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Do you usually say out 'at 4 pm' or 'at 4 in the evening/afternoon'?

Example,

I will meet you tomorrow at 4 pm/in the evening/in the afternoon

By the way, is 4 considered afternoon or evening?
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Comments  (Page 2) 
why do you say it is "at 8 in the evening"? I can understand if you think of summer time but during winter, the sun sets at 5 or 6 pm the latest. Is this a common expression when used with time, so you will never say "at 11 at night" even though it is clearly at night?
IMO, 'night' cannot be used because 'night' is used when you are going home. For example, you'll say, 'Good night' when you are leaving for home after going out with someone.
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Can a native speaker please verify this? So, a native speaker would say "I will find you tomorrow at 11 in the evening" instead of "I will find you tomorrow at 11 at night", is this right?
I'd say,
I'll meet you tomorrow night at 11. (not find, by the way)

CJ
New2grammar
Can a native speaker please verify this? So, a native speaker would say "I will find you tomorrow at 11 in the evening" instead of "I will find you tomorrow at 11 at night", is this right?

Hi CJ

1. Just to confirm: We can't say, "I will meet you tomorrow at 11 at night" , as suggested by New2grammar, can we?

2. What about "ll meet you tomorrow at 8 at night"?
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I think you're trying to force this into a rule, and it's a bit more flexible than that.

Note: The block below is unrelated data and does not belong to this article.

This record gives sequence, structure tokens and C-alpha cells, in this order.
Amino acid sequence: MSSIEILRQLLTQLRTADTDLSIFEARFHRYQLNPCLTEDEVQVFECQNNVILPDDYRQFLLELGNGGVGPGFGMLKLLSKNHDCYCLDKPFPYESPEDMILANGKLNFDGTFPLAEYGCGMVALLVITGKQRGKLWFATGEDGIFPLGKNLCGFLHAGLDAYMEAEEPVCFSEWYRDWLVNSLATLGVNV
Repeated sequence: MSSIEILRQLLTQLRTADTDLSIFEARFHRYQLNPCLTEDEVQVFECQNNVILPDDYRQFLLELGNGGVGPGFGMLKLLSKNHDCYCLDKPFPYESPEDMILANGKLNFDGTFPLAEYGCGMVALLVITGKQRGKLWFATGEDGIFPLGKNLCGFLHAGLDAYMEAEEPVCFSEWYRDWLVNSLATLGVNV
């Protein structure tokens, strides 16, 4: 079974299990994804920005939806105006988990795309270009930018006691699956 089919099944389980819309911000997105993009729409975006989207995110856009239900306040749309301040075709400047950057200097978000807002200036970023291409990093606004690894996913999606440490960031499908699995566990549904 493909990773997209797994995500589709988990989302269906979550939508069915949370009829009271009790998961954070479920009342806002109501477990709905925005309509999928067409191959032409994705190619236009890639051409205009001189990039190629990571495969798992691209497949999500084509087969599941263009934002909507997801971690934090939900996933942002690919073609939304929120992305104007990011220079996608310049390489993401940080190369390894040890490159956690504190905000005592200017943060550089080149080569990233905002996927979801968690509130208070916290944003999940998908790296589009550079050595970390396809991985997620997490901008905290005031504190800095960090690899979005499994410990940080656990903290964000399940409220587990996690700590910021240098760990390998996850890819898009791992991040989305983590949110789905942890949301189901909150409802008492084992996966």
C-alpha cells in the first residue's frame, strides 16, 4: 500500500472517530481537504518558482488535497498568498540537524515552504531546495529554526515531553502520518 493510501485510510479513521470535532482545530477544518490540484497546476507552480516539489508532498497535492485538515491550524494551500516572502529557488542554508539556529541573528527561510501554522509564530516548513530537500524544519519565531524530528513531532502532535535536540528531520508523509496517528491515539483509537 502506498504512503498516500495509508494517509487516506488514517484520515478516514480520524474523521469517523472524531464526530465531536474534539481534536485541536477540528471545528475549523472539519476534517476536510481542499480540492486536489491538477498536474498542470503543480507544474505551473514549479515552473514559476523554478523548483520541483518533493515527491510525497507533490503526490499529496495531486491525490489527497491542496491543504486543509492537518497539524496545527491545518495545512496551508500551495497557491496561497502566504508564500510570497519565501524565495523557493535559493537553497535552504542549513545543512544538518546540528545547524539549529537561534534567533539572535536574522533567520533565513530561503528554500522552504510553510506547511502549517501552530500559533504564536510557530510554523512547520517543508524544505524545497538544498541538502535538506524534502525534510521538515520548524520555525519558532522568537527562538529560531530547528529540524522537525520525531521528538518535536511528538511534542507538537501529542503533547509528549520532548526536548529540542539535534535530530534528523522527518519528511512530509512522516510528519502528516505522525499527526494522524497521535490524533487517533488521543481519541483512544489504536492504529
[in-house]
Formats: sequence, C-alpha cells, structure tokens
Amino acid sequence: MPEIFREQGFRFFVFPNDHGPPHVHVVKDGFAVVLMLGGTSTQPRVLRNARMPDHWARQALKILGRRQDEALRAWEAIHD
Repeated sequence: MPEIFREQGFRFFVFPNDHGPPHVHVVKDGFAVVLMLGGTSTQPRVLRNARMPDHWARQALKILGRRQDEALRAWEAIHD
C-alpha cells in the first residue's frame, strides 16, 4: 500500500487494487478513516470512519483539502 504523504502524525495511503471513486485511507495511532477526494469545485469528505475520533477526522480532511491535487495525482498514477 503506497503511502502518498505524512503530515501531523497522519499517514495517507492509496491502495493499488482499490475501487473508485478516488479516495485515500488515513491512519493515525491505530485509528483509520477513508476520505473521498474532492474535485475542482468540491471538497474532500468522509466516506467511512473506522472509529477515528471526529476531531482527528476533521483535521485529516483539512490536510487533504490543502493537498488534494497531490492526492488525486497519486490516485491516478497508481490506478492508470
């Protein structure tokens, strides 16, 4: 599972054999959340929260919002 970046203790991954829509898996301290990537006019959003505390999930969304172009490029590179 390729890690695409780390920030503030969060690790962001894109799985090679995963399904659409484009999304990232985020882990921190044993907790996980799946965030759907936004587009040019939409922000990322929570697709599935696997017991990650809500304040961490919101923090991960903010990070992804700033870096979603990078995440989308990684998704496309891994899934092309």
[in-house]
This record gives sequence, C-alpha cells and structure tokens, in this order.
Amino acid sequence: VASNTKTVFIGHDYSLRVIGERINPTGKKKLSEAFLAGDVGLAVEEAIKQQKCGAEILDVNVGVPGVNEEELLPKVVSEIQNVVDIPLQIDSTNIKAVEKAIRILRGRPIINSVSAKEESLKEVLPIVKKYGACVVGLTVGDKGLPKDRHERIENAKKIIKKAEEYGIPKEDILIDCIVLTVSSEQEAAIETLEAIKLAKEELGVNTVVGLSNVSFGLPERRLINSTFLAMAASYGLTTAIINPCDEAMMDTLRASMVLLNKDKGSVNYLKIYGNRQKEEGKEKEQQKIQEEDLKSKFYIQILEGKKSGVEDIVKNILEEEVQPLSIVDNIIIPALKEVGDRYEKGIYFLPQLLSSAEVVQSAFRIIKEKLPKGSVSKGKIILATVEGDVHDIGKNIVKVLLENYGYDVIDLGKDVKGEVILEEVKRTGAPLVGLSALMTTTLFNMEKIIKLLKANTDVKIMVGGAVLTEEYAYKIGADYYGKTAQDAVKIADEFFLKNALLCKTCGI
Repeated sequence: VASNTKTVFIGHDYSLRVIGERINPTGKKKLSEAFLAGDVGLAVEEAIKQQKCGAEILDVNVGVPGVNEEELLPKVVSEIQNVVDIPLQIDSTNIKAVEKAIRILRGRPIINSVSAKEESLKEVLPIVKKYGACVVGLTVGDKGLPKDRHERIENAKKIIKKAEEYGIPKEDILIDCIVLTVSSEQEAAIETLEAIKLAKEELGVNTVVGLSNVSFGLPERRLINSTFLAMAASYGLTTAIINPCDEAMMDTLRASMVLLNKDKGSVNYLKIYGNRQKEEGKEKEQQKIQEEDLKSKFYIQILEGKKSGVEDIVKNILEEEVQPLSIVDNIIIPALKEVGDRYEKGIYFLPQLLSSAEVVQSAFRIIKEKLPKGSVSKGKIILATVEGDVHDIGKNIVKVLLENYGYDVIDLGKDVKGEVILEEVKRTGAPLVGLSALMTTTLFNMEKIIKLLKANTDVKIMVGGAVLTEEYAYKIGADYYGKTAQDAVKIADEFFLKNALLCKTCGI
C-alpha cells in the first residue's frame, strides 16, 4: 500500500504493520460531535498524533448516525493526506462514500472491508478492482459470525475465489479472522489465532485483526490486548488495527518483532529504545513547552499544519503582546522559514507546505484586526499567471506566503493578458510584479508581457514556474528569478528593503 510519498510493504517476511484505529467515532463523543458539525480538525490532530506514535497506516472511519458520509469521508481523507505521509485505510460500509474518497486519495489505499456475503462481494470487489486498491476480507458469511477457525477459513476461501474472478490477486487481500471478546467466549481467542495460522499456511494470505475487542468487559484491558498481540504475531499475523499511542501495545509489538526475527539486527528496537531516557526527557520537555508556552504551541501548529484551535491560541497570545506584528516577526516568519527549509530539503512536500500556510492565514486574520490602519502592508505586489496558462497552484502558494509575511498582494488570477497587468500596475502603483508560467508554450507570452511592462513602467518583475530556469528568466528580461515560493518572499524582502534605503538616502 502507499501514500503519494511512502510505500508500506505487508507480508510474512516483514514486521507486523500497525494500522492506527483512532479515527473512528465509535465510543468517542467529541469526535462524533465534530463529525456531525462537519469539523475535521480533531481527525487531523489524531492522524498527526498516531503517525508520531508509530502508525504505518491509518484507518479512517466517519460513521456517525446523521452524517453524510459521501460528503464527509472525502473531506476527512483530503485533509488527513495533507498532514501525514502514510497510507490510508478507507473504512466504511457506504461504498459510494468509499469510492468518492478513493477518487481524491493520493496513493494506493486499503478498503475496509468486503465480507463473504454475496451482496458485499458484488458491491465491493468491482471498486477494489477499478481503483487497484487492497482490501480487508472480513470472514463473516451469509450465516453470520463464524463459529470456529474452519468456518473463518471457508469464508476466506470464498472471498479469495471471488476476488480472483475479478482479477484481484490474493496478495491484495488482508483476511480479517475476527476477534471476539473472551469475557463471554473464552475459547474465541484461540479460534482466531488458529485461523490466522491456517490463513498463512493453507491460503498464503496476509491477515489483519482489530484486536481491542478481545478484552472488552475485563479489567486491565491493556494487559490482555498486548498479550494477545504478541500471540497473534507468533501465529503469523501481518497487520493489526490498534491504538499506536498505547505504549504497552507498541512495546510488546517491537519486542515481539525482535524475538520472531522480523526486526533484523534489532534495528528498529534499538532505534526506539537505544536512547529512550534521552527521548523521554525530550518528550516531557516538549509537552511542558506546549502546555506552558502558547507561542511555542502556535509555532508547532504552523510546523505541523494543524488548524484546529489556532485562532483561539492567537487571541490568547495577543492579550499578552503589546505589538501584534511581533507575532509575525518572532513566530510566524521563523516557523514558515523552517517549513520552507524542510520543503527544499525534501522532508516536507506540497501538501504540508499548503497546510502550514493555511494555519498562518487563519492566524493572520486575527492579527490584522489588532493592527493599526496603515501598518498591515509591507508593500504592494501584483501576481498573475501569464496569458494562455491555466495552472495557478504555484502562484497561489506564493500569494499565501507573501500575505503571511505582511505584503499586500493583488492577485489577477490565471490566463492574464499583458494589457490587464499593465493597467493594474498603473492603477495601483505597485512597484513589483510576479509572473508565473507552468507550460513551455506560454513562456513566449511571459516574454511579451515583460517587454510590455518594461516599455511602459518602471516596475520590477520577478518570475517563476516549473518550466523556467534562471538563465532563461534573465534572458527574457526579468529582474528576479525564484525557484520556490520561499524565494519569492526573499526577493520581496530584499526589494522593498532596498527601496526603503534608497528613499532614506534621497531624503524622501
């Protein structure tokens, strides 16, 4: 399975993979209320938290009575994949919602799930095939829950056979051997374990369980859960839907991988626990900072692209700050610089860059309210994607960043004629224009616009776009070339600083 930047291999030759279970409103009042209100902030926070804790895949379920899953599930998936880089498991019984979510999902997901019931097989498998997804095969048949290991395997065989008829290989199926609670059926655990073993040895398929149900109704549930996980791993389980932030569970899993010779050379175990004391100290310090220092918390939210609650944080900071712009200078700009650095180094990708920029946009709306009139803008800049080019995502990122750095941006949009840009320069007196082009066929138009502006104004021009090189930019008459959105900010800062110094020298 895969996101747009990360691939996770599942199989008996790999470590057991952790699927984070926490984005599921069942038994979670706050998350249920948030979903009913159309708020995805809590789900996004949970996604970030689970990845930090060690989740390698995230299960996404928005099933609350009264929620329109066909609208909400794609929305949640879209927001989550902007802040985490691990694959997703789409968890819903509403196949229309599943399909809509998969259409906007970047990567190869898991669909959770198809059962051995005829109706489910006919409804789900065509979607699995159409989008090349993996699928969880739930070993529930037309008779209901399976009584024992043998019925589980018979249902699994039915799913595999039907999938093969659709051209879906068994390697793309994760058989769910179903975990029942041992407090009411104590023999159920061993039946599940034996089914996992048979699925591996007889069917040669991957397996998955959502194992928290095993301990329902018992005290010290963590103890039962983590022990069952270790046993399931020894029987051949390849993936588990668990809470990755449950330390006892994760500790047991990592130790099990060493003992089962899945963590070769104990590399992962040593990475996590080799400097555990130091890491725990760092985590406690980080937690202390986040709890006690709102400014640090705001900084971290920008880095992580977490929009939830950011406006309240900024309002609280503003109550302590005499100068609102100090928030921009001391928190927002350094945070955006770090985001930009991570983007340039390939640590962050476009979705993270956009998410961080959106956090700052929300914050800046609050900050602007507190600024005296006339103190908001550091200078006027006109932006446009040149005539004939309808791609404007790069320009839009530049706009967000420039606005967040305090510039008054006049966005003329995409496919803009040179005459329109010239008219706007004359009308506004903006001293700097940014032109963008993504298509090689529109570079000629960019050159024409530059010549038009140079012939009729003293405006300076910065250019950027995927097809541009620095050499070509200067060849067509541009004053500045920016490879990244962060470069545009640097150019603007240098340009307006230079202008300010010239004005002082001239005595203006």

Where there is a possible confusion about which time you mean, you would add something to indicate if it's the earlier or later time. We would tend to use "afternoon" for times up to about 5 o'clock (when lots of people finish work), then "evening" after that. However, if it's quite late on in the evening, we might tend to say "night" instead - depending on whether we wanted to emphasise how late it was. For me, I'd tend to say "I got to the party about 11 in the evening" but "He rang me at 11 at night and woke me up". It's a personal choice, rather than a rule.
It's a personal choice, rather than a rule. And a logical explanation.
Hmm. I had posted, but it didn't "stick."

Here's one way to look at it: "evening" is when you're still doing stuff. You'd say a play has an afternoon and evening performance, not a "night" performance unless it's some bizarre midnight showing (like Rocky Horror).

In the winter, 5 p.m. might be evening - but in the summer, it's late afternoon. There's not a sharp dividing line.

When I leave work, I may wish my colleagues "Have a good night" but I'm more likely to say "Have a good evening."
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1. Just to confirm: We can't say, "I will meet you tomorrow at 11 at night" , as suggested by New2grammar, can we?

We can say that, but it's clumsy. Until they become more proficient, non-native speakers tend to use phrases that are correct but not idiomatic, such as today in the morning instead of the more idiomatic this morning, or tomorrow at night instead of tomorrow night.

2. What about "ll meet you tomorrow at 8 at night"?

Again correct, but the opportunity to use idiomatic patterns such as tomorrow night is again ignored in this version.

CJ
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